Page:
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Propaganda played an important role before and throughout World War II. It helped accelerate the development of the war and hastened actually fighting. It also played a crucial role in individual countries in increasing production and helping the war effort. Without propaganda, it is doubtless that the war would have taken a different course.
I. American radio propaganda during WWII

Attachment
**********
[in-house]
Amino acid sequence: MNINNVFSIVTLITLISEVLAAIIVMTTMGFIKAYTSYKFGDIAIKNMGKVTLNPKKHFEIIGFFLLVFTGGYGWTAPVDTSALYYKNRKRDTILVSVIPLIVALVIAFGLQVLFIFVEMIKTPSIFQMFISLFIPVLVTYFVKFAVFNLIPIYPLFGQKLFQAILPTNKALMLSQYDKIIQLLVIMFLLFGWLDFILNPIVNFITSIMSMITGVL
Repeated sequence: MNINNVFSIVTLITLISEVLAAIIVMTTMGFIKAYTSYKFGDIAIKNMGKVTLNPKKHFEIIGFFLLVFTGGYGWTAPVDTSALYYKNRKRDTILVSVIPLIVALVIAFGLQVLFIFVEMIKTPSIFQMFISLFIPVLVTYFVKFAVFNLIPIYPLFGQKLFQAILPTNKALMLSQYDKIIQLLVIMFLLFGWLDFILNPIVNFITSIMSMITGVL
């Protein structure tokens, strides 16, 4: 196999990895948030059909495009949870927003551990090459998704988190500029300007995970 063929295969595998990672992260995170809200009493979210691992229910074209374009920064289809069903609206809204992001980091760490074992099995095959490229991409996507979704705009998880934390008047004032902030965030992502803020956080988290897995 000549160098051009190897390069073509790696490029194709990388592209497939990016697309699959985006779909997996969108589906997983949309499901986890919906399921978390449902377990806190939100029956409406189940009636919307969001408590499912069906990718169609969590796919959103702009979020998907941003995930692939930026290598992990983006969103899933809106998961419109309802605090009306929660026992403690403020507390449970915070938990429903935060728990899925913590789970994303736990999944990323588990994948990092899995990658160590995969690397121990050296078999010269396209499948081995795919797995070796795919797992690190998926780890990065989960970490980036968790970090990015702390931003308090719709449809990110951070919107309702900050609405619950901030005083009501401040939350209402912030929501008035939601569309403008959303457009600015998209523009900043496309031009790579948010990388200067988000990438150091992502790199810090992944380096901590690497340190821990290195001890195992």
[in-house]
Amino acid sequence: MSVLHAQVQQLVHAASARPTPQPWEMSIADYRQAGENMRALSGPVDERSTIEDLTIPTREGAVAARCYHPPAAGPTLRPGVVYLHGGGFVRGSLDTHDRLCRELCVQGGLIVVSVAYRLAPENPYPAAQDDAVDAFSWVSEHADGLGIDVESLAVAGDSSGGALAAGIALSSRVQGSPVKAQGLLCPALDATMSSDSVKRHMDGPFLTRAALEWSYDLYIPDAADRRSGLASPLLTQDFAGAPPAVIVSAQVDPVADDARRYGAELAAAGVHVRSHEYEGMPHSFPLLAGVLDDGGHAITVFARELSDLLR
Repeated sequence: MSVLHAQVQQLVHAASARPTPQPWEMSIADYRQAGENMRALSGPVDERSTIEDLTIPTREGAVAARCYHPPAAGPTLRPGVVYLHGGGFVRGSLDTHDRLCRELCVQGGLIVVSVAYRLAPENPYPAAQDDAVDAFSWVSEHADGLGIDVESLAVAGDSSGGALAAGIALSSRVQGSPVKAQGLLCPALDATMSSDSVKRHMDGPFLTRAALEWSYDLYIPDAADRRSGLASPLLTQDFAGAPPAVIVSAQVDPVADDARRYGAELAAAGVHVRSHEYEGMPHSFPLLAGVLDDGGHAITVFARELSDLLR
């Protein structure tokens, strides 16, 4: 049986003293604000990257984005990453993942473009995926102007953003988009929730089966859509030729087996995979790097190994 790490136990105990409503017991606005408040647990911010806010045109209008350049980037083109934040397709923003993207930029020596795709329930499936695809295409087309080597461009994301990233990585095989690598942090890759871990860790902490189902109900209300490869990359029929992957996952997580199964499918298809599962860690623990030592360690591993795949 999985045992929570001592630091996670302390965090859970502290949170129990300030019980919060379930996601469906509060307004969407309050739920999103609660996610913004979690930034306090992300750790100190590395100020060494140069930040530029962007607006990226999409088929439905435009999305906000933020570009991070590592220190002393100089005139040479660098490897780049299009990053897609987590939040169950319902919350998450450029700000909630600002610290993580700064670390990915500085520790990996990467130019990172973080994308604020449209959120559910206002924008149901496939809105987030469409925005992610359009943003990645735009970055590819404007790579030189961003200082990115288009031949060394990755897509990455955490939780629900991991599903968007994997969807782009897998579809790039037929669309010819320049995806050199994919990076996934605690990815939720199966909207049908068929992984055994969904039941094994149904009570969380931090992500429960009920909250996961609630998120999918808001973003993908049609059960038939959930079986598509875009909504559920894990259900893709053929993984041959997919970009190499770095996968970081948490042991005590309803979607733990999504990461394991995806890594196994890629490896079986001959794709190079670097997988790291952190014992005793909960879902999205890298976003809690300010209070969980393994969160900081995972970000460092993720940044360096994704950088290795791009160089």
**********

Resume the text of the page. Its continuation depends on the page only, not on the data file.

The radio has had a huge impact on bringing information to the public about war and other government issues. Advertising and broadcasting on the airwaves was a major step in bringing war propaganda to a level where people could be easily touched nationally. Broadcasting around the clock was being offered everywhere. Before there was television people relied on the radio as a way to be entertained, the means of finding out what was going on in the world, and much more. During the World War II time period, 90 percent of American families owned a radio, and it was a part of daily life. So it was an obvious means of spreading war propaganda. During this time period, propaganda was spread throughout the radio by means of news programs, public affairs broadcasts, as well as through Hollywood and the mainstream. The average person had not even graduated high school at the time, and the average reading level of the American was somewhat low. The radio made it possible for stories and news to be delivered to everyone in plain simple English. The radio served as a medium that provided a sense of national community. Although it took time, the radio eventually rallied people together to back up the American war effort.